Living with Triple-Negative Breast Cancer, Ductal
Triple-negative (or basal-like) breast cancer is a less common type of breast cancer that does not have proteins such as estrogen receptors (ER-), progesterone receptors (PR-), or an abundance of HER2 (HER2-) in the cells. Triple-negative breast cancer is harder to treat by receptor targeted treatments and therefore is very aggressive. It can be treated by chemotherapy.
Triple-negative breast cancer most commonly affects younger women and African-American women. More than 1 out of 10 breast cancers are triple-negative. It also has a great risk of recurring, especially in the first three years of treatment. The survival rate of triple-negative is lower than more common forms of breast cancer. The greatest risk is in the first five years of diagnosis, and after that has a better survival rate. Onset of this type of breast cancer is has limited treatment options, but can be treated by chemotherapy and radiation therapy. Doctors are recently focused on research and finding cures today because of its aggressive nature.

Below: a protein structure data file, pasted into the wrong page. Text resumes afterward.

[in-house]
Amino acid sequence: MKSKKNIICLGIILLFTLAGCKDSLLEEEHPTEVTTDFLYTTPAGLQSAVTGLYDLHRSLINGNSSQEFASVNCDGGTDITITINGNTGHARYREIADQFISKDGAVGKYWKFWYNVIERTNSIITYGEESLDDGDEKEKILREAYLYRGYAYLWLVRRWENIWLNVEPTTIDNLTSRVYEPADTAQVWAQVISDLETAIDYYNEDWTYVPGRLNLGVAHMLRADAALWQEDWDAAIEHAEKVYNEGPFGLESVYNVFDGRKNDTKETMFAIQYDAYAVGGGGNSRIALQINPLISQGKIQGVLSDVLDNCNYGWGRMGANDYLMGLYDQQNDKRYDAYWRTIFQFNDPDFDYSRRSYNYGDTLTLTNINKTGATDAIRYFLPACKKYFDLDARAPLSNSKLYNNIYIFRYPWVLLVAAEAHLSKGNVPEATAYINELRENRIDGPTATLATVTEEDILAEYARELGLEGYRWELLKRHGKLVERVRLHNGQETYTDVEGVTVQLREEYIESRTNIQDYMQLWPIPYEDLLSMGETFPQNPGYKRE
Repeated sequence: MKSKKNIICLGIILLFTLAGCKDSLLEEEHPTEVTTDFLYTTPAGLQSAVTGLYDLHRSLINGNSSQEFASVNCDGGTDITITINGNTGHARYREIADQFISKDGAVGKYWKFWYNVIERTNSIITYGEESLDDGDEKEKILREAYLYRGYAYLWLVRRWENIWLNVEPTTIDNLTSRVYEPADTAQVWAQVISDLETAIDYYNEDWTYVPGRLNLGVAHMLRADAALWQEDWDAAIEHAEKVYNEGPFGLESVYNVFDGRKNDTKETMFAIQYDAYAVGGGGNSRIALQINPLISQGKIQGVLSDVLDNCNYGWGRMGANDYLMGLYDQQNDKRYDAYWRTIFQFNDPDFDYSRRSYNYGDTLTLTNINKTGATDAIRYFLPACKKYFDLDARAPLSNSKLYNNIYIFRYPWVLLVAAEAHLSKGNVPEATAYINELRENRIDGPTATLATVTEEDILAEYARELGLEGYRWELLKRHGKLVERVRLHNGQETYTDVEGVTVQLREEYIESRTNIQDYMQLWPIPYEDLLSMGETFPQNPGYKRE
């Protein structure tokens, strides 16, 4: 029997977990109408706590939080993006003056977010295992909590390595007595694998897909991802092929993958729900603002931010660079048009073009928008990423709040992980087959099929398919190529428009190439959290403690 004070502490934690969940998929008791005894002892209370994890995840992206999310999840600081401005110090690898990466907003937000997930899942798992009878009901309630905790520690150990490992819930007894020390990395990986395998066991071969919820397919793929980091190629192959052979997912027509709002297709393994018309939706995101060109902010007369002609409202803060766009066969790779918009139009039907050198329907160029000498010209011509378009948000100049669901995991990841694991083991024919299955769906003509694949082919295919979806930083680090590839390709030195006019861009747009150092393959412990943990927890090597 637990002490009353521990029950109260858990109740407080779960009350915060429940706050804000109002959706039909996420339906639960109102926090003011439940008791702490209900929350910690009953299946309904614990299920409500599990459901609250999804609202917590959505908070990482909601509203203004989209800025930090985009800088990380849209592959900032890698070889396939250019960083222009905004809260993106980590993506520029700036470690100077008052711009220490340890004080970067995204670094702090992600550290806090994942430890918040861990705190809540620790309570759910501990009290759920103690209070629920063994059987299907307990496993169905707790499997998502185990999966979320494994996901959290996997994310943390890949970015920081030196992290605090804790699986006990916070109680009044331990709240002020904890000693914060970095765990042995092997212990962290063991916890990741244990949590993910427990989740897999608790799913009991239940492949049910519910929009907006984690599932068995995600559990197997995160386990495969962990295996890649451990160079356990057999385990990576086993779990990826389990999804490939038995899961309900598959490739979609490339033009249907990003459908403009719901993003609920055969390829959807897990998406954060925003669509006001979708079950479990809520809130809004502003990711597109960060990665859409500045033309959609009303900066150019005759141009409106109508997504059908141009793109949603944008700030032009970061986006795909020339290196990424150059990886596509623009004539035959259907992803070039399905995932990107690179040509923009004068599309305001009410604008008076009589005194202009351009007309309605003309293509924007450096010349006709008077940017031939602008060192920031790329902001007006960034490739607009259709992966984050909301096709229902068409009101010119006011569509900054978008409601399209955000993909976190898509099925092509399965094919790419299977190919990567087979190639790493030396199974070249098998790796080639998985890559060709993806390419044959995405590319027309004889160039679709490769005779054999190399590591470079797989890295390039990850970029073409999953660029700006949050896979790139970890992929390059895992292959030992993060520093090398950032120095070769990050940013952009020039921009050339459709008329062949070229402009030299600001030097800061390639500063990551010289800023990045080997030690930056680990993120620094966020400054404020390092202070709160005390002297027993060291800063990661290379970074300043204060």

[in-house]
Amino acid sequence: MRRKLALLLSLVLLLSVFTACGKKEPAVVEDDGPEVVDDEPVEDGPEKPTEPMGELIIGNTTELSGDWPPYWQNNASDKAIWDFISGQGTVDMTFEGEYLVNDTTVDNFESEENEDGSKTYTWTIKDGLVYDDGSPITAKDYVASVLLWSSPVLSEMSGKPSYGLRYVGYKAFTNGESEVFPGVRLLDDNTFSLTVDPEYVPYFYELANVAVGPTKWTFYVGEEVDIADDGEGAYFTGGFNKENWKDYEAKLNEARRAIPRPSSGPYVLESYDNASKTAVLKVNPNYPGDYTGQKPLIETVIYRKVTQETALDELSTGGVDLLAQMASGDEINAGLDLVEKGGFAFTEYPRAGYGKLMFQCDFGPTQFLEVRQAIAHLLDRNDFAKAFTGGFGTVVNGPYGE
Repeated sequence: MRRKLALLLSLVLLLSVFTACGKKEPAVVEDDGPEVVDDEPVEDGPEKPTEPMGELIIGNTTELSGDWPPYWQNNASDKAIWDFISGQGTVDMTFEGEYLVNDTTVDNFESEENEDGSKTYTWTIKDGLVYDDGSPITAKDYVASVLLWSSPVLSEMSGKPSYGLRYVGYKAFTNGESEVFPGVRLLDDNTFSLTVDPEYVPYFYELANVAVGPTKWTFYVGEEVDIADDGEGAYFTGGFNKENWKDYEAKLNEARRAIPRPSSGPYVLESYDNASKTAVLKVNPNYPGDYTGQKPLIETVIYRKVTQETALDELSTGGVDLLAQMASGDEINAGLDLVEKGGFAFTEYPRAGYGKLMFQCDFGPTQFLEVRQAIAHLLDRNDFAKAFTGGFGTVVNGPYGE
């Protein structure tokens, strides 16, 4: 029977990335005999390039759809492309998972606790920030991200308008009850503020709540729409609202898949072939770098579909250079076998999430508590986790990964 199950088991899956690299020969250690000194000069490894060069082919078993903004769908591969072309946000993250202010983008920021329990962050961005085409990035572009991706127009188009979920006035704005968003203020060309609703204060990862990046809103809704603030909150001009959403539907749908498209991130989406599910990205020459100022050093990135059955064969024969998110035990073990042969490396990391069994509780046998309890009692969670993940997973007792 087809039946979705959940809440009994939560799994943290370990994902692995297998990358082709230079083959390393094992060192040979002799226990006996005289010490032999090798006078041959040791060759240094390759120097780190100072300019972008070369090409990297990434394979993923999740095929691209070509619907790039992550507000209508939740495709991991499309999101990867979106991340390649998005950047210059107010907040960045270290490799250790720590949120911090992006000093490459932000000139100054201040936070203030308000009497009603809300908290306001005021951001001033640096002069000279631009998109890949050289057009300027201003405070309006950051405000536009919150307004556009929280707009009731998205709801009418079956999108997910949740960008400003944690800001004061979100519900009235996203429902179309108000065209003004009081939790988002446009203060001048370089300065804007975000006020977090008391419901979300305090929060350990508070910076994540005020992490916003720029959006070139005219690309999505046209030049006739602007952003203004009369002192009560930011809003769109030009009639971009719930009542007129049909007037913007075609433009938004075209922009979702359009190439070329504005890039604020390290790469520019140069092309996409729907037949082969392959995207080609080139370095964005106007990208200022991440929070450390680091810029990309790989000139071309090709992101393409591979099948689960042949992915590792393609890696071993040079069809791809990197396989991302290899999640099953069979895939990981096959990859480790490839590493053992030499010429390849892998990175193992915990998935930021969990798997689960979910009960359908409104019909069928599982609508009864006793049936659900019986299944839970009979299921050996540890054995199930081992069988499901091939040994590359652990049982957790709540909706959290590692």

For more information on triple-negative breast cancer, read the American Cancer Society’s detailed guide.
If you have been affected by triple-negative breast cancer, take some time to read others’ experiences. Share your own experiences, ask, or answer questions here.
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Finishing up taxetol
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I was diagnosed with triple negative breast cancer. I received ACT for chemo. At surgery my tumor was slightly larger than shown by imaging
My oncologist said that really didn't matter because the surgery and radiation would take care o... Read More
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